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Introduction 1. Dobie, A Vaquero of the Brush Country, 50. In Live Oak County, Dobie’s uncle, Sterling Neblett Dobie, had once lost a herd of cattle to the Cortinistas. 2. Ibid., xii, 50. 3. Webb, The Texas Rangers: A Century of Frontier Defense, 176. 4. Ibid., 176–77. 5. Woodman, Cortina: The Rogue of the Rio Grande, 2, 8. 6. Ibid., 9. 7. C. Goldfinch, Juan N. Cortina, 1824–1892: A Re-Appraisal, 10–11, 15. 8. Ibid., 44. 9. Rippy, “Border Troubles along the Rio Grande, 1848–1860,” 93. 10. C. Goldfinch, Cortina, A Re-Appraisal, 59. 11. Ibid., 67. Also, McWilliams, North from Mexico: The Spanish Speaking People of the Untied States, 106–108, 126. 12. C. Goldfinch, Cortina, A Re-Appraisal, 67. 13. Castillo and Camarillo, Furia y Muerte: Los Bandidos Chicanos, 85–112. 14. Hobsbawm, Primitive Rebels: Studies in Archaic Forms of Social Movements in the 19th and 20th Centuries, 13–27. 15. De León, They Called Them Greasers: Anglo Attitudes Toward Mexicans in Texas, 1821–1900, 53–55, 83–85; Montejano, Anglos and Mexicans in the Making of Texas, 1836–1986. 16. Rosebaum, Mexicano Resistance in the Southwest: The Sacred Right of Self-Preservation, 42. 17. Carlos Larralde, “Beyond Banditry: The Cortinista Movement of 1848–1876,” 4, 11, unpublished article courtesy of the author. Also, Larralde and Jacobo, Juan N. Cortina and the Struggle for Justice in Texas. Unfortunately, the image used for the cover of this book and in Jerry Thompson ’s Juan Cortina and the Texas-Mexico Frontier, 1859–1877, 70, and in the first edition of the New Handbook of Texas History, 2:344, is not Cortina. See also Larralde: Mexican American Movements and Leaders. 18. Webster, “Texan Manifest Destiny and the Mexican Border Conflict, 1865–1880.” 19. Douglas, “Juan Cortina: El Caudillo de la Frontera.” 20. Ibid., 130. 21. Ibid., 131. 22. Ibid. 23. Callahan, “Mexican Border Troubles: Social War, Settler Colonialism, and the Production of Frontier Discourses, 1848–1880,” 167–68. Like other previous scholars, however, Callahan fails to utilize a host of Mexican documents available on the subject. Notes 24. Johnson, Revolution in Texas: How a Forgotten Rebellion and Its Bloody Suppression Turned Mexicans into Americans, 23. 25. Ibid. 26. Young, Catarino Garza’s Revolution on the Texas-Mexico Border, 8, 19. 27. A portion of Cortina’s November 23, 1859, pronunciamiento has even been reproduced in a popular textbook on the history of the United States. See D. Goldfinch et al., The American Journey: A History of the United States, 391. 28. McMurtry, Lonesome Dove, 111. Also, Larry McMurtry to Mr. Freling, April 15, 1989, in “Archie P. McDonald: Personal Reflections,” Re Arts & Letters 17 (Spring 1991), 41–46. 29. McMurtry, Lonesome Dove, 118. 30. Michener, Texas, 561–62. Chapter One 1. Juan N. Cortina to the Public, September 8, 1875, “Texas Frontier Troubles,” 44th Cong., 1st sess., 117–18.This collection of records will hereafter be referred to as TFT. Three cases are listed in the records of the Cameron County District Court prior to Cortina’s September 1859 raid on Brownsville. See Cause no. 156, State of Texas vs. Nepomeceno [sic] Cortina and José Cisneros; Cause no. 478, A. J. Mason vs. Napomuceno Cortines [sic]; and Cause no. 670, Robert Shears vs. Juan N. Cortina, which resulted from the shooting of the marshal. Minutebook B, 12th Judicial District, District Clerk’s Office, Brownsville, Texas, 232, 255, 265, 277, 416. For Cortina’s pinto horse, see J.T. Hunter, “Captain J.T. Hunter Tells of the Cortina War,” 5. At the time he wrote his article on Cortina in 1911, Hunter claims that he was the last survivor of Tobin’s company of Texas Rangers. 2. Matamoros Daily Ranchero, September 24, 1870. Early family records use the name Cortinas. By 1859, the name Cortina, especially in the English-language press, had become common and has become standard for most scholarship. Cortina, too, came to use “Cortina” instead of “Cortinas .” He is certain to have been named after the fourteenth-century Czech priest, Juan Nepomuceno , who became vicar-general of Prague and confessor of the queen of Bohemia, beatified by Pope Innocent XII in 1721, and whose feast day is May 16. 3. Ibid. Much of the Goseascochea and Cortina genealogy can be seen at: http://www .somosprimos.com/inclan/goseascochea.htm. By 1838, his mother, Estéfana, had indeed moved the family to Matamoros.Matamoros Census (1838...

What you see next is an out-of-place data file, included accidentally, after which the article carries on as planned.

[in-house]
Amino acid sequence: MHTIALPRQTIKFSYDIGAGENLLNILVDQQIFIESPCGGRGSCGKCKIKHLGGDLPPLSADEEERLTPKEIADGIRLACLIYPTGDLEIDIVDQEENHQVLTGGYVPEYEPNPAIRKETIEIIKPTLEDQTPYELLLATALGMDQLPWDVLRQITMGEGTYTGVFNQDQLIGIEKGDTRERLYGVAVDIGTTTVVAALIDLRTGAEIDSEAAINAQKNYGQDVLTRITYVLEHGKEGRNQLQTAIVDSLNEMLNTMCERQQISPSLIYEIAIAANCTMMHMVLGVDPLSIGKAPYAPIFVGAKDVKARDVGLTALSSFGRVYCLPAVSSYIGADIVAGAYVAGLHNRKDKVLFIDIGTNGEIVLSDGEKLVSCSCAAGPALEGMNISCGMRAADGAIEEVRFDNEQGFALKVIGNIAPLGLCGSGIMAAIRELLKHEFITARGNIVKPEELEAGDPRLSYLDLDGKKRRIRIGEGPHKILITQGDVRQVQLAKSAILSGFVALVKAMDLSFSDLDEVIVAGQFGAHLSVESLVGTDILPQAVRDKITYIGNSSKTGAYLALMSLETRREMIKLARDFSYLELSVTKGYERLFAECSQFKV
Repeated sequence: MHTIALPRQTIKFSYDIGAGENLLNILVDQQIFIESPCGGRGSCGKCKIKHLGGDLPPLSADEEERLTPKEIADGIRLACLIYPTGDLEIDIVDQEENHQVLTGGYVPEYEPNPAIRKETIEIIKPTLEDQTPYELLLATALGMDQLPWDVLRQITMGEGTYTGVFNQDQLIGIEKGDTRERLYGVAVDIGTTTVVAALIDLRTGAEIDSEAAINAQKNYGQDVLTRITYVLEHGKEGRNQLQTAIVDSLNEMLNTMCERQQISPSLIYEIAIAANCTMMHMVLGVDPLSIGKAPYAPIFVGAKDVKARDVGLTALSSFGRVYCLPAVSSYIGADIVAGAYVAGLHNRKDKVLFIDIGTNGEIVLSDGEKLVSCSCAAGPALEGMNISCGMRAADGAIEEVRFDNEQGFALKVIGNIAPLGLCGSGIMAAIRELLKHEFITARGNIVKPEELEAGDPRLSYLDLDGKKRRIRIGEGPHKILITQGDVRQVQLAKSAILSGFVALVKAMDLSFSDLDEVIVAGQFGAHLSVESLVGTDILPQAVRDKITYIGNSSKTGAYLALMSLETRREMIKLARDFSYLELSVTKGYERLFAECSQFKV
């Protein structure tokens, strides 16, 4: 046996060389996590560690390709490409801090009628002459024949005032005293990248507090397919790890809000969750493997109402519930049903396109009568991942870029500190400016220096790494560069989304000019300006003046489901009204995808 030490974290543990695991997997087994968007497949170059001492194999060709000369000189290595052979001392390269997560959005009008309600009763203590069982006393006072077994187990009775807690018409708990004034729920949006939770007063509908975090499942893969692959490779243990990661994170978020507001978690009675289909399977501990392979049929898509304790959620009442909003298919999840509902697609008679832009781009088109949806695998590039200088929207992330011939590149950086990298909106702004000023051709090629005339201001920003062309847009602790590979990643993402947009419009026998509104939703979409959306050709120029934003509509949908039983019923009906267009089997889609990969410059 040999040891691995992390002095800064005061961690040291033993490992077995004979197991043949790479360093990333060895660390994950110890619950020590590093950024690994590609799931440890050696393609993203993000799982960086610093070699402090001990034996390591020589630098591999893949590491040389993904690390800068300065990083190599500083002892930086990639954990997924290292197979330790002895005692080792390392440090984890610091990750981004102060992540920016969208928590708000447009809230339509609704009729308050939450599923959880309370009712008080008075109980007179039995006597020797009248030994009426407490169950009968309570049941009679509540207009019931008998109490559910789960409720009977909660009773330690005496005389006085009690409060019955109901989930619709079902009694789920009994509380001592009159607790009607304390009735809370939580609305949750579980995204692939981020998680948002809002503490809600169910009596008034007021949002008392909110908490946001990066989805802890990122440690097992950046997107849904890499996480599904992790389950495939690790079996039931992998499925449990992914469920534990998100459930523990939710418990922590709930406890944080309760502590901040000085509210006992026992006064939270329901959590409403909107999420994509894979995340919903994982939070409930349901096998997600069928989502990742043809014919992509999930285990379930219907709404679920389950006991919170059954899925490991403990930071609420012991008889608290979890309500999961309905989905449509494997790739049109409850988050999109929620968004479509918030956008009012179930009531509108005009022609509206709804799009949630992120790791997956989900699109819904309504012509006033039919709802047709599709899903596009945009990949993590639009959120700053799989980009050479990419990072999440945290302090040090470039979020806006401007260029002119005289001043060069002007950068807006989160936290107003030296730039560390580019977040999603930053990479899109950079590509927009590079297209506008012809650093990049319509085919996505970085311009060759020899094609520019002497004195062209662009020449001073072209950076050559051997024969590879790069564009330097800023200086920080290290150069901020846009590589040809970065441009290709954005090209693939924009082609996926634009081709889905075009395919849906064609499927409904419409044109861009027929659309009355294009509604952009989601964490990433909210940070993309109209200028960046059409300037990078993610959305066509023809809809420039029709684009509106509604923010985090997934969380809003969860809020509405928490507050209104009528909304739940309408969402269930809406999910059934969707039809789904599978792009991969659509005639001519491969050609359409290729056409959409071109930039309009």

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Additional Information

ISBN
9781603444514
Related ISBN
9781585445929
MARC Record
OCLC
609948143
Pages
344
Launched on MUSE
2012-01-01
Language
English
Open Access
No
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